It is this time of the year that I welcome medical students into my practice. And for the medical students about to enter residency and the residents about to enter private practice, I can certainly pass along some friendly advice.
Finally, springtime has arrived. The birds are chirping, the flowers are blooming, the grass is green and everyone is happy. For my private practice, our daily volumes usually tend to go down 5 to 10 percent on average during spring and summer.
It is this time of the year that I welcome medical students into my practice. The somewhat lower daily patient volumes allow me to have an extra few minutes with the students per patient. This practice has been well received by both my office staff and patients for several years now.
As the students come and go, I am often asked the same questions during their exit interviews. "Do you have any advice for a young physician in training, Dr. Litton?" For most physicians, we usually respond with such answers as: read about your patients, take time for yourself, try not to work too hard, etc. Those are just general directives that were given to me when I was in training. However, for the medical students about to enter residency and the residents about to enter private practice, I can certainly pass along some friendly advice that it would have been nice to know back then.
We all thought we were busy in medical school. The daily task of reading and preparing for the next day in medical school is like preparing for a college final exam every day. For the medical students, I would advise them to always read about the patients they have seen that day. When I see a patient with a certain medical condition, I find myself reflecting back to the medical school days when I saw my first patient with said condition. I would also encourage the students to start a daily exercise plan and do their best to stick with it. There is no better way to unwind at the end of the day to relieve stress. Even though the days seem short and the minutes seem scarce, the next step they take into residency will find themselves even more pressed for time.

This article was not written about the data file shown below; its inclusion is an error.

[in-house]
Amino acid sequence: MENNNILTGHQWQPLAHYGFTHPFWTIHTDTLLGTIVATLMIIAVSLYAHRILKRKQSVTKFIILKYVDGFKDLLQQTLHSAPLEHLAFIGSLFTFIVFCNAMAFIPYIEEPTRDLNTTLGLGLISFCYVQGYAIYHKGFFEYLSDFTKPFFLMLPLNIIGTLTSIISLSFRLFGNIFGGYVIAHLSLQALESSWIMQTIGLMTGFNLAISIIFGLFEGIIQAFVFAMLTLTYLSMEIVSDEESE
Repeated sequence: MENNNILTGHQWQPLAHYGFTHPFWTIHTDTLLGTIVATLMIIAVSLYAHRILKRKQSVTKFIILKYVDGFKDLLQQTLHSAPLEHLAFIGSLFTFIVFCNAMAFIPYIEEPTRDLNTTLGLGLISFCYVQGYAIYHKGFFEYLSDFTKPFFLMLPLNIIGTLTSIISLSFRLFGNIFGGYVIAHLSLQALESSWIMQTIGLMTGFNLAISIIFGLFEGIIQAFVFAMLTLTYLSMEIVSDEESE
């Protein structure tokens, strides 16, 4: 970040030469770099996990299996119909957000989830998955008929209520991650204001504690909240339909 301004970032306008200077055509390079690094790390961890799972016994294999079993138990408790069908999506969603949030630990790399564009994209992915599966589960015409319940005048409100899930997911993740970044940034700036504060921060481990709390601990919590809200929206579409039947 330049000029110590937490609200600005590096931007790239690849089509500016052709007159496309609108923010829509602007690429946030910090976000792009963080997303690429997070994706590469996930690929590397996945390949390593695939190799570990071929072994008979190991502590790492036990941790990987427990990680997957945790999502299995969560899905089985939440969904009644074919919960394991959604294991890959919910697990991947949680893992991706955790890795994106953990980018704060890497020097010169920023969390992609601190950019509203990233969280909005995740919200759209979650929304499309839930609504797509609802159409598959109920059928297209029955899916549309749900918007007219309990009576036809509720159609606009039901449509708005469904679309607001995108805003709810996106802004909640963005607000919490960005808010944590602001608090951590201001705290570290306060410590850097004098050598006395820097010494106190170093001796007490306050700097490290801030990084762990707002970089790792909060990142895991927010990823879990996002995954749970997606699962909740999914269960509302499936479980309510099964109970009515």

During residency, my fellow residents and I would jokingly yearn for the days of medical school when all we had to do was study and show up for rotations. Residency brings with it new daily tasks, both physical and mental. Not only are the same requirements still applicable as in medical school such as constant ongoing study, but now the young physician actually has patients he/she is responsible for caring for. The weekly work hours limit was not in effect when I was in residency (the rule went into effect the day after I finished!), however since time is now more valuable, residents might feel even more pressure to make every minute worth it. Pay attention to your attendings in residency and pick certain qualities from each one that you like and try to assimilate in yourself each desirable quality to be the best physician you can be. Make sure you do not develop any sloppy habits and do not skim through patients quickly as these habits will only get worse as time goes on, as I have seen in fellow residents in the past.
For those physicians entering private practice, you have now reached the beginning of your journey. The years past have only served to prepare you for your journey. I would say that my first year in private practice probably had the steepest slope, in terms of my learning curve in medicine. If I had to give one bit of advice to new physicians, I would say please do not let yourself get accustomed to working long hours from day one. Of course we need to be there for our patients on a daily basis, but do not make a habit of working endlessly and sacrificing your time with family. Do not become preoccupied with thinking that you will not be successful if you do not work 100 hours per week. Take good care of your patients and show them that you genuinely care for them and their outcomes. Do not let yourself get rushed. If the office opens at 8 a.m., be ready to go at 7:45a.m., and do not get in the habit of making your patients wait. Remember their time is just as valuable as yours. If you follow these steps, the word-of-mouth advertising your patients will do for you will be priceless.
Since hindsight is always 20/20 and Monday morning quarterbacks always call the right plays, please feel free to add your comments so that our younger readers can benefit from others' experiences.
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